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Allegro Inspires A New Generation of Independent Developers
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Allegro Inspires A New Generation of Independent Developers

October 26, 1999 Article Start Previous Page 4 of 5 Next

It Takes A Village...

There are three major mailing lists for Allegro users available at the Allegro homepage. There are also countless discussion boards across the net. Documentation and support, perhaps because of the open source policy, is plentiful for Allegro. Tutorials from users are common, with topics ranging from real-time lighting to an online Allegro hacker’s guide.

User-created library functions include a port of Michael Abrash’s Z-sorting edge-spanning polygon rendering code, an MPEG decoder, and an FLIC player. There are many utilities available as well, including quite a few sprite and tile editors.

The Allegro games themselves have created quite a following. Allegro now has a webring with over 160 sites, with quite a few dedicated exclusively to Allegro-developed titles. There is also the Allegro Game Reviews Index, which has a small stable of reviewed games.

Then there is the Allegro Game Depot, which boasts well over 200 games. Allegro users become members by contacting the webmaster and having their game evaluated. After becoming a member, the user can upload and update their Allegro games on the site. There are clear-cut categories and a search engine on the web site.

Matthew Leverton, webmaster of the Allegro Games Depot, thinks the reasons for Allegro’s popularity is pretty straightforward. "It is extremely powerful, it is extremely easy to use, it is extremely easy to port, and it is extremely cheap (free). As long as Allegro remains the above, it will be popular." Leverton seems to be banking on its popularity. Though just a depot right now, he plans on adding a multi-topic message board, adding more staff members and providing ratings and reviews for the games. He has other Allegro plans as well. "I will also be releasing a totally new website (unrelated to the AGD) geared towards the Allegro Community that I hope will become a center of information for Allegro developers and game players," Leverton tells us.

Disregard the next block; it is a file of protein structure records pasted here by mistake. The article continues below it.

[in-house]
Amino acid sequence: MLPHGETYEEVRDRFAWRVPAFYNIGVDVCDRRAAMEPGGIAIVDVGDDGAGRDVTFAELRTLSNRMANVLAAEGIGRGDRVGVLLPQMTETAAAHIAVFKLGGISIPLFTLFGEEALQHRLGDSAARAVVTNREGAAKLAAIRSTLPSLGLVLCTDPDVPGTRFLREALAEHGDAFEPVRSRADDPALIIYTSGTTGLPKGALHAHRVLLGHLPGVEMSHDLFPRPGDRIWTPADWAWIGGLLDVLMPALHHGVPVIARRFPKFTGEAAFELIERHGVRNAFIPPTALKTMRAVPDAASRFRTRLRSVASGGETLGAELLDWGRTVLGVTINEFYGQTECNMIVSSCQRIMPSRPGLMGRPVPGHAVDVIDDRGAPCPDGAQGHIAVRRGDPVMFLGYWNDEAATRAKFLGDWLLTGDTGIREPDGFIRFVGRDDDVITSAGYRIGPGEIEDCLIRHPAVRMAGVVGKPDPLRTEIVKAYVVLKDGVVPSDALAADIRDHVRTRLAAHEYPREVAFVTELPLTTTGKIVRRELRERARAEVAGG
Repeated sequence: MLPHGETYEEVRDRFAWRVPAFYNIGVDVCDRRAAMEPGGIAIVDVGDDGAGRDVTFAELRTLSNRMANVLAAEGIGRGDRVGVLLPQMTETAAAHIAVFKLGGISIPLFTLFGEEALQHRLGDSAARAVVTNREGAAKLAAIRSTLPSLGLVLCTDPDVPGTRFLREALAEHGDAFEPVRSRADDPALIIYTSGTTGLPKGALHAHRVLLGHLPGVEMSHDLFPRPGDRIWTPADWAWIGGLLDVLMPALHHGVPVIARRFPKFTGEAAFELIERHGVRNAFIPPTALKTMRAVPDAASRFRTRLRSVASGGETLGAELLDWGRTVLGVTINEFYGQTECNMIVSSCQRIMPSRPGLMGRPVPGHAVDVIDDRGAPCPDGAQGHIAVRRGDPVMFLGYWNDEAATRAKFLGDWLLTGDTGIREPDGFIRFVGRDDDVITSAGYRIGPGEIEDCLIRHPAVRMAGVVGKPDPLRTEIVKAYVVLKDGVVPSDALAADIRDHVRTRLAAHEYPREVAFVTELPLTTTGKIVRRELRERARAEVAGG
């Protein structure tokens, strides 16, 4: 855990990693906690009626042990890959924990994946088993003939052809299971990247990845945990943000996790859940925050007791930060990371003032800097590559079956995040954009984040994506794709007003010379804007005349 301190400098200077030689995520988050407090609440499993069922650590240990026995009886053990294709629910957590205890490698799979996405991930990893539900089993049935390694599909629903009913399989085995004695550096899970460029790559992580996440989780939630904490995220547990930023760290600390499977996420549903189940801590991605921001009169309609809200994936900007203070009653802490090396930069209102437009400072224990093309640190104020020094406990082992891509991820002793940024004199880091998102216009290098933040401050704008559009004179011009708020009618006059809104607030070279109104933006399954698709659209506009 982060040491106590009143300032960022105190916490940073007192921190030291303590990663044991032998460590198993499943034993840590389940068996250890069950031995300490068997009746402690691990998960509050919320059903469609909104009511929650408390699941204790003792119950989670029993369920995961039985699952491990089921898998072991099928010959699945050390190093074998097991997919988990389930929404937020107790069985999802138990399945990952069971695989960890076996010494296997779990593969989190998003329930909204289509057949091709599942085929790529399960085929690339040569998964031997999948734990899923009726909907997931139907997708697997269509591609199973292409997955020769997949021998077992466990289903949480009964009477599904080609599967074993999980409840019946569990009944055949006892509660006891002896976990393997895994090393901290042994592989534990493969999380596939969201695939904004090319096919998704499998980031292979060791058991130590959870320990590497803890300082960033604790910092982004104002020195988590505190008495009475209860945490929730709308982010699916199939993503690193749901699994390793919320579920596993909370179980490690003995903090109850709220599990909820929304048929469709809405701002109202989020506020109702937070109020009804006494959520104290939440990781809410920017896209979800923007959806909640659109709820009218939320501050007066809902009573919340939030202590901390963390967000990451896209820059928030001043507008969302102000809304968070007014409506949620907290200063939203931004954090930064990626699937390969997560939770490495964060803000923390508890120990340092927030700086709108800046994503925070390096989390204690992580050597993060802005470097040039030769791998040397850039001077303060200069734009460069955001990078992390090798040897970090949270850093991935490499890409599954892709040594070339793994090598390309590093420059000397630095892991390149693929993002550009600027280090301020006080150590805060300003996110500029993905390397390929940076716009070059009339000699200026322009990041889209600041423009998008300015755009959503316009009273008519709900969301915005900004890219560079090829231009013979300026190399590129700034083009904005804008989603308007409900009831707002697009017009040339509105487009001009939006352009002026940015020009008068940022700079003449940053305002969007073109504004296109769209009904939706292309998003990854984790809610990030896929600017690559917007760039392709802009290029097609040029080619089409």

Another Allegro group is the Allegro games competition known as The Golden Keyboard. No, first prize isn’t a golden keyboard, but this does give Allegro users an opportunity to compete. "The purpose of the AGC is to encourage people to produce professional games and produce finished code under a deadline. I thought that if some motivational event was run, it might encourage people," says AGC organizer Arron Shutt. The Allegro competition gives small game developers (mostly solo) a forum to showcase their work, and to get involved in a healthy competition. A panel of judges, including Hargreaves himself, annually goes over the software and selects the best in a handful of categories. Looking towards the future, Shutt doesn’t plan on Allegro going anywhere. He is currently ironing out the speed competition, in which the contestants are given a game assignment on Friday night and are given until midnight Sunday to make the best game possible. He also plans on looking for commercial sponsorship, since he finances the annual contest by himself. The importance of small competitions should not be overlooked, says Shutt. "Finishing code is important. If I was employing a prospective games programmer, I would be interested in his ability to produce good code as well as in his qualifications. If someone is motivated enough to develop a finished game for the AGC, that is one more project they can add to their portfolio."

Overall, Allegro is the common thread that allows these different developers and programmers to connect, which in other circumstances they probably would not. The community element, Shutt says, is the main strength of Allegro. "The best part of the whole Allegro experience is people. You tend to avoid a lot of the ego-charged people and just get the ones who are out to help, or eager to learn."

Article Start Previous Page 4 of 5 Next

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